A nurse and doctor demonstrate to health care professionals how to properly put on protective medical gear when working with someone infected with the ebola virus on Oct. 21, 2014 in New York, N.Y. (Photo by Andrew Burton/Getty)
Photo by Andrew Burton/Getty

Number of U.S. Ebola patients returns to zero

It was just a couple of weeks ago that the Ebola virus was one of the nation’s top political issues – that sentence still seems bizarre on a conceptual level – with Republicans eagerly exploiting public anxiety to advance their political ambitions.
But no matter how great the fears, it’s hard not to feel encouraged by the recent results. Suzy Khimm reported last night:
New York City doctor Craig Spencer has been declared Ebola-free and will be released from a New York City hospital on Tuesday morning, leaving U.S. hospitals free of patients with the deadly disease.
New York City’s health department said in a statement that Spencer was free of the Ebola virus and “poses no public health risk,” warranting his discharge.
NBC News’ report added, “The U.S. is now free of known Ebola cases.” That’s not to say the threat is over or that the number of domestic cases will remain at zero indefinitely, but Americans can nevertheless feel good about where things stand.
A grand total of two people were infected on U.S. soil and they’re now both healthy and out of the hospital. Dr. Spencer was the only remaining patient – he contracted the virus while treating patients in West Africa – and he’s reportedly being discharged from the hospital today.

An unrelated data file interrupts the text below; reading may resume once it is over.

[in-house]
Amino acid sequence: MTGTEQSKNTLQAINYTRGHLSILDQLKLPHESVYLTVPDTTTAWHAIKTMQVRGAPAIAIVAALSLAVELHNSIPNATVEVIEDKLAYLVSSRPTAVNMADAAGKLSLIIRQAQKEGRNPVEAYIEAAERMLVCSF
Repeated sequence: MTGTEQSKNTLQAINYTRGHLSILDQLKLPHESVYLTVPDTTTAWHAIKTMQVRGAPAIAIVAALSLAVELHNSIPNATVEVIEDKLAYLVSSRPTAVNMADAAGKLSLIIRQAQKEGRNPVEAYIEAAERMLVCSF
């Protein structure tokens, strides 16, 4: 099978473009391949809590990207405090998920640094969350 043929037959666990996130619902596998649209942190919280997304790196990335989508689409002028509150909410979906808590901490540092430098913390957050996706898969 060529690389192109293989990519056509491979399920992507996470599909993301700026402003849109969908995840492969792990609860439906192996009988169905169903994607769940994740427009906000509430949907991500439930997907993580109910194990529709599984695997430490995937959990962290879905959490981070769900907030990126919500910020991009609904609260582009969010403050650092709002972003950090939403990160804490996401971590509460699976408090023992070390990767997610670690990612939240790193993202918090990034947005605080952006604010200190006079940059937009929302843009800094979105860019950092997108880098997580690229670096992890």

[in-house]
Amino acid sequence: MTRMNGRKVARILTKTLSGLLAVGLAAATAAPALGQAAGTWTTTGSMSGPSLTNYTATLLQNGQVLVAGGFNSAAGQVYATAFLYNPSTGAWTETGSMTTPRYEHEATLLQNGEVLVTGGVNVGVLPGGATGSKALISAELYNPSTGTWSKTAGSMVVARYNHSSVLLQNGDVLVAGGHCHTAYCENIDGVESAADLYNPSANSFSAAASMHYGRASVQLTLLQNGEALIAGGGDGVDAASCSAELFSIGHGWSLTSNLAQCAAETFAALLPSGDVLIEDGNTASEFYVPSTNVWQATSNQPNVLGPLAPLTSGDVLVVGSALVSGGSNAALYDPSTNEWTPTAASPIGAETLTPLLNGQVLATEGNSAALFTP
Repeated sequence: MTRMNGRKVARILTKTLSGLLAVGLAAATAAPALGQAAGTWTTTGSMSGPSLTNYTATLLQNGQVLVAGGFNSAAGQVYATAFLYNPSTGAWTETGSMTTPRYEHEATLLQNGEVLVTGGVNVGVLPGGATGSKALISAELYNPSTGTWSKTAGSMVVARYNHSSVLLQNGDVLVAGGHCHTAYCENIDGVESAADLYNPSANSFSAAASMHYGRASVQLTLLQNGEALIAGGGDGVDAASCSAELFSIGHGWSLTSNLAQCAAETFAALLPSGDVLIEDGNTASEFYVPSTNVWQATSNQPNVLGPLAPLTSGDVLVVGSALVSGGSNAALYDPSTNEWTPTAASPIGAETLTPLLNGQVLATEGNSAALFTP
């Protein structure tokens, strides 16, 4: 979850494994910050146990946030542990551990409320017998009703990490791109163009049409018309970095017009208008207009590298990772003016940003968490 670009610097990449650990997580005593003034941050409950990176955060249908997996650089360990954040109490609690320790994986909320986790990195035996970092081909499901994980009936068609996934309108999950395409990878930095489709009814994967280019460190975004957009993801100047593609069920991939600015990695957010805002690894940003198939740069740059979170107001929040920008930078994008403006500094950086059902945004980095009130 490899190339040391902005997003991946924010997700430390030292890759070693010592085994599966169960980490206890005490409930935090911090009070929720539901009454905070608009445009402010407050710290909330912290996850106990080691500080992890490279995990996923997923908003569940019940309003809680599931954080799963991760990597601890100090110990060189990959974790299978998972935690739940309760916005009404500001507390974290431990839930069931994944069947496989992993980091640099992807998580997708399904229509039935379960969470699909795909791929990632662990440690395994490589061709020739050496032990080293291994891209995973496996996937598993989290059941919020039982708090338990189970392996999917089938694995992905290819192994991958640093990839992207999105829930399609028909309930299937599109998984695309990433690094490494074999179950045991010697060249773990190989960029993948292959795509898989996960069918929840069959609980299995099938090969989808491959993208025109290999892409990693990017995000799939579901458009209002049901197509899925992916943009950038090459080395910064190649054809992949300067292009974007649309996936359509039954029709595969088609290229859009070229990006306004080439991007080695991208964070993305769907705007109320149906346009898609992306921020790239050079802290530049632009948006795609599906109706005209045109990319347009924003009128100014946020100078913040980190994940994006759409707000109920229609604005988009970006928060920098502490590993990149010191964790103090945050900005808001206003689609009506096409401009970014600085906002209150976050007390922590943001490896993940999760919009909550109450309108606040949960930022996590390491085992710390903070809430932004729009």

All of this was accomplished without a congressionally imposed travel ban, new border security measures with Mexico, or a series of tents in New Jersey.
Indeed, it’s amazing to pause for a moment to contrast the partisan hyperventilating we heard very recently about Ebola becoming “Obama’s Katrina” and an example of governmental “incompetence.” Sen. Rand Paul (R-Ky.), true to form, started pushing conspiracy theories. Rep Peter King (R-N.Y.) suggested the public should no longer trust public-health officials.
It was just over a week ago that Sen.-elect Joni Ernst (R-Iowa) went so far as to argue that President Obama “hasn’t demonstrated” that he even cares whether or not Americans get Ebola.
Some of the ugliest fear-mongering about the virus came from right-wing Senate candidates – Ernst, North Carolina’s Thom Tillis, Arkansas’ Tom Cotton, et al – who actually won their races.
Maybe it’s time for a little accountability?
Paul Waldman recently published a piece that continues to ring true.
Imagine that a year ago, I told you that a few months hence, west Africa would see the largest Ebola outbreak in history. Then I explained that despite regular travel in and out of the affected countries by health professionals and ordinary people, there would be a grand total of two – not two hundred, or two thousand, but two – Americans who contracted the disease here, and both of them would be nurses who had treated a dying patient who had contracted the disease in Liberia. And I told you that both of them would be treated, and would survive and be healthy. If I had told you that a year ago, would you have said, “Wow, that sounds like a gigantic federal government failure”?
Of course not. You’d say that sounds like a public health triumph.
And now that the total number of U.S. Ebola patients stands at zero, the phrase “public health triumph” seems even more apt.
I don’t seriously expect Republicans to collectively say, “Sorry we tried to scare the bejusus out of Americans without cause,” but some acknowledgement of the Obama administration’s effective handling of the crisis and the right’s misguided hysteria would be nice.